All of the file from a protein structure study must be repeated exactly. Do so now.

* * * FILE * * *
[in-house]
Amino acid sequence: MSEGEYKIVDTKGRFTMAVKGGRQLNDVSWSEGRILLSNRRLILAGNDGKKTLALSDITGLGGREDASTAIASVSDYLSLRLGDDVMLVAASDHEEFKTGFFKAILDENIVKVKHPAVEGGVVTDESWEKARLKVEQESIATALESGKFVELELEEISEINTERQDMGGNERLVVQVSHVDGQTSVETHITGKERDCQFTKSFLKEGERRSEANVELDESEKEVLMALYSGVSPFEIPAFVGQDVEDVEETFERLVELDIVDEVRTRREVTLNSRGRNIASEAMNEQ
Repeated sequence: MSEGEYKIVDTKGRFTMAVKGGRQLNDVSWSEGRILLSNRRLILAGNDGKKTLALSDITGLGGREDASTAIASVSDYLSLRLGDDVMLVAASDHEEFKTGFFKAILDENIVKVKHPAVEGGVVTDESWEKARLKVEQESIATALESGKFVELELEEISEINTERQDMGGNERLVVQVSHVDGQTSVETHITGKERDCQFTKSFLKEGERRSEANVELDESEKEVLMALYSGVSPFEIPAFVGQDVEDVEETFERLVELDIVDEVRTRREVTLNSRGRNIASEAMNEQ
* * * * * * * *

[in-house]
Amino acid sequence: MSEGEYKIVDTKGRFTMAVKGGRQLNDVSWSEGRILLSNRRLILAGNDGKKTLALSDITGLGGREDASTAIASVSDYLSLRLGDDVMLVAASDHEEFKTGFFKAILDENIVKVKHPAVEGGVVTDESWEKARLKVEQESIATALESGKFVELELEEISEINTERQDMGGNERLVVQVSHVDGQTSVETHITGKERDCQFTKSFLKEGERRSEANVELDESEKEVLMALYSGVSPFEIPAFVGQDVEDVEETFERLVELDIVDEVRTRREVTLNSRGRNIASEAMNEQ
Repeated sequence: MSEGEYKIVDTKGRFTMAVKGGRQLNDVSWSEGRILLSNRRLILAGNDGKKTLALSDITGLGGREDASTAIASVSDYLSLRLGDDVMLVAASDHEEFKTGFFKAILDENIVKVKHPAVEGGVVTDESWEKARLKVEQESIATALESGKFVELELEEISEINTERQDMGGNERLVVQVSHVDGQTSVETHITGKERDCQFTKSFLKEGERRSEANVELDESEKEVLMALYSGVSPFEIPAFVGQDVEDVEETFERLVELDIVDEVRTRREVTLNSRGRNIASEAMNEQ